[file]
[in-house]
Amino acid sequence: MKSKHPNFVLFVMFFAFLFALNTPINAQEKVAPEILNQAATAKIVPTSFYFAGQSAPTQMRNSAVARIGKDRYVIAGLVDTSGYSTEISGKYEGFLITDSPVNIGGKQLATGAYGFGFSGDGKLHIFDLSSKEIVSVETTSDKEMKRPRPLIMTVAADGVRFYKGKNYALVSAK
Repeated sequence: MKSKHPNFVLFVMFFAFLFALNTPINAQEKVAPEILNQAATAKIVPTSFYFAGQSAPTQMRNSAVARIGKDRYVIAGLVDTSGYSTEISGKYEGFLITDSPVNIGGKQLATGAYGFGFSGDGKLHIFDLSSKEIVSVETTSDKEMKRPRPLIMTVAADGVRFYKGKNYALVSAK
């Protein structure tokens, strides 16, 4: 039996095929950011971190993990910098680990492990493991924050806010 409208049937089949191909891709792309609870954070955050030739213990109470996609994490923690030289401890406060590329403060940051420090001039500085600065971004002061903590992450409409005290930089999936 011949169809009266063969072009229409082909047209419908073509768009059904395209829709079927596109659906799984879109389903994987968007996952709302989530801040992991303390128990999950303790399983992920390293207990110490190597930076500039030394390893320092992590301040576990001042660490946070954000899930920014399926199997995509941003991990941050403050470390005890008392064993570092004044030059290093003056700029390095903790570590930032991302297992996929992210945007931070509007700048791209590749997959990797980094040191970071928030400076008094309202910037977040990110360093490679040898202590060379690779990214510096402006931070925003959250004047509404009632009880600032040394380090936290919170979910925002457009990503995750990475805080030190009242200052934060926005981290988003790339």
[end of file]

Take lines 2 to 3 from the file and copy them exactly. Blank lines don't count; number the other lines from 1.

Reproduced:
Amino acid sequence: MKSKHPNFVLFVMFFAFLFALNTPINAQEKVAPEILNQAATAKIVPTSFYFAGQSAPTQMRNSAVARIGKDRYVIAGLVDTSGYSTEISGKYEGFLITDSPVNIGGKQLATGAYGFGFSGDGKLHIFDLSSKEIVSVETTSDKEMKRPRPLIMTVAADGVRFYKGKNYALVSAK
Repeated sequence: MKSKHPNFVLFVMFFAFLFALNTPINAQEKVAPEILNQAATAKIVPTSFYFAGQSAPTQMRNSAVARIGKDRYVIAGLVDTSGYSTEISGKYEGFLITDSPVNIGGKQLATGAYGFGFSGDGKLHIFDLSSKEIVSVETTSDKEMKRPRPLIMTVAADGVRFYKGKNYALVSAK